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Trends and Health Risks of Dissolved Heavy Metal Pollution in Global River and Lake Water from 1970 to 2017

  • Youzhi LiEmail author
  • Qiaoqiao Zhou
  • Bo Ren
  • Jia Luo
  • Jinrui Yuan
  • Xiaohui Ding
  • Hualin Bian
  • Xin Yao
Chapter
Part of the Reviews of Environmental Contamination and Toxicology book series (RECT, volume 251)

Abstract

Heavy metal pollution in surface water is a global environmental problem. This study analyzed the trends, health risks, and sources of eight dissolved heavy metal species in river and lake water across five continents (Africa, Asia, Europe, North America, and South America; Oceania was excluded owing to a lack of data) for the period 1970–2017. We wanted to assess the effects of various implemented countermeasures to pollution and to determine those that could be adopted worldwide. Collectively, the water system showed increasing trends for Cd, Cr, Cu, Ni, Mn, and Fe and decreasing trends for Pb and Zn. The mean dissolved concentrations of most heavy metals were highest in Asia and lowest in Europe. Most heavy metals had low non-carcinogenic risks over this period. The cancer risks associated with Pb were lower than the hazardous level on all five continents over the five decades, whereas the cancer risks related to Cr exceeded the hazardous level in the 1970s, 2000s, and 2010s, and in Africa, Asia, and North America over the entire period. Mining and manufacturing were consistently found to be critical sources of metal pollution from 1970 to 2017. However, the heavy metal sources differed significantly by continent, with waste discharge and rock weathering dominant in Africa; mining and manufacturing, along with rock weathering, are dominant in Asia and South America; fertilizer and pesticide use, along with rock weathering, are dominant in North America; and mining and manufacturing, waste discharge, and rock weathering are dominant in Europe. Global trends in the metal loadings in water and in relevant pollution-control measures suggest that countermeasures in Europe have successfully controlled heavy metal pollution. The successful measures include implementing rigorous standards for metal emissions, limiting the metal concentrations in products, and rigorously treating metal-contaminated waste. Therefore, the measures implemented in Europe should be extended worldwide to treat heavy metal pollution in water.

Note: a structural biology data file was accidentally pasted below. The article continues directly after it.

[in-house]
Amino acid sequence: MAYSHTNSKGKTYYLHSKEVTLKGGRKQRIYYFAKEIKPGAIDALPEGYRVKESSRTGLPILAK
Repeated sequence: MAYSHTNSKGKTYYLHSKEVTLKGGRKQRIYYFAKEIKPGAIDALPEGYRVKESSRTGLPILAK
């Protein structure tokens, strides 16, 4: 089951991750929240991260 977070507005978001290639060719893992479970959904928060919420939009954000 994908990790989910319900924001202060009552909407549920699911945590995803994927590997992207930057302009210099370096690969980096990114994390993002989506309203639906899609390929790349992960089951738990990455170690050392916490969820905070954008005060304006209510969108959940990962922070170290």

Keywords

Africa Asia Cd Cr Cu Europe Fe Fertilizer and pesticide use Global pollution Health risk Heavy metal regulation Lake pollution Mining and manufacturing Mn Ni North America Pb Pollution history Pollution-control measure River pollution Rock weathering Source apportionment South America Waste discharge Zn 

Abbreviations

CEC

Council of the European Communities

CR

Cancer risk

CSF

Cancer slope factor

EPA

Environmental Protection Agency

EU

European Union

HI

Hazard quotient index

HQ

Hazard quotient

M-K

Mann-Kendall

MLR

Multiple linear regression

PCA

Principal component analysis

RFD

Reference dose

UNECE

United Nations Economic Commission for Europe

US

United States

Notes

Acknowledgments

The authors greatly appreciate Marco Vighi, associate editor of Reviews of Environmental Contamination and Toxicology, and two anonymous reviewers for the constructive suggestions on this manuscript. The study was supported financially by the Key Research and Development Program of Hunan Province (2017WK2082; 2017SK2300; 2017NK2383), the Scientific Research Fund of Hunan Provincial Education Department (16B121), and the Science and Technology Program of the Forestry Department of Hunan Province (XKL201702).

Conflict of Interest

The authors declare that they have no conflict of interest.

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Copyright information

© Springer Nature Switzerland AG 2019

Authors and Affiliations

  • Youzhi Li
    • 1
    Email author
  • Qiaoqiao Zhou
    • 1
  • Bo Ren
    • 1
    • 2
  • Jia Luo
    • 3
  • Jinrui Yuan
    • 1
    • 2
  • Xiaohui Ding
    • 1
    • 2
  • Hualin Bian
    • 1
    • 2
  • Xin Yao
    • 1
    • 2
  1. 1.College of Bioscience and BiotechnologyHunan Agricultural UniversityChangshaChina
  2. 2.Hunan Provincial Key Laboratory of Rural Ecosystem Health in Dongting Lake AreaHunan Agricultural UniversityChangshaChina
  3. 3.Hunan Academy of ForestryChangshaChina

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